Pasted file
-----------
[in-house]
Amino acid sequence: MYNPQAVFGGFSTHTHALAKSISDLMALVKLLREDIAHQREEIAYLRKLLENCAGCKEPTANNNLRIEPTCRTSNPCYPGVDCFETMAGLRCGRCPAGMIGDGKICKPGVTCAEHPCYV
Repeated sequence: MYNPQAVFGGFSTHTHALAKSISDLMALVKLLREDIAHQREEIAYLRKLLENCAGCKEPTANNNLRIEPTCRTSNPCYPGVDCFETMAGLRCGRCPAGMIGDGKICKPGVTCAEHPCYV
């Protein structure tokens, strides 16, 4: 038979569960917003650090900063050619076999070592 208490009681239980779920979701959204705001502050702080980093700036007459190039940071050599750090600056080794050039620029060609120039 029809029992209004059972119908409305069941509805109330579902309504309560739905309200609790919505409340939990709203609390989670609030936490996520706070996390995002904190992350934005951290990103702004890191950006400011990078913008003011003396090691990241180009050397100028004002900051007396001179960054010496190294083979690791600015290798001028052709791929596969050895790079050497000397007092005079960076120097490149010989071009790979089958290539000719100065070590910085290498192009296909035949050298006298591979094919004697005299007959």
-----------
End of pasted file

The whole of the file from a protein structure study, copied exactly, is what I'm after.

[in-house]
Amino acid sequence: MYNPQAVFGGFSTHTHALAKSISDLMALVKLLREDIAHQREEIAYLRKLLENCAGCKEPTANNNLRIEPTCRTSNPCYPGVDCFETMAGLRCGRCPAGMIGDGKICKPGVTCAEHPCYV
Repeated sequence: MYNPQAVFGGFSTHTHALAKSISDLMALVKLLREDIAHQREEIAYLRKLLENCAGCKEPTANNNLRIEPTCRTSNPCYPGVDCFETMAGLRCGRCPAGMIGDGKICKPGVTCAEHPCYV
């Protein structure tokens, strides 16, 4: 038979569960917003650090900063050619076999070592 208490009681239980779920979701959204705001502050702080980093700036007459190039940071050599750090600056080794050039620029060609120039 029809029992209004059972119908409305069941509805109330579902309504309560739905309200609790919505409340939990709203609390989670609030936490996520706070996390995002904190992350934005951290990103702004890191950006400011990078913008003011003396090691990241180009050397100028004002900051007396001179960054010496190294083979690791600015290798001028052709791929596969050895790079050497000397007092005079960076120097490149010989071009790979089958290539000719100065070590910085290498192009296909035949050298006298591979094919004697005299007959």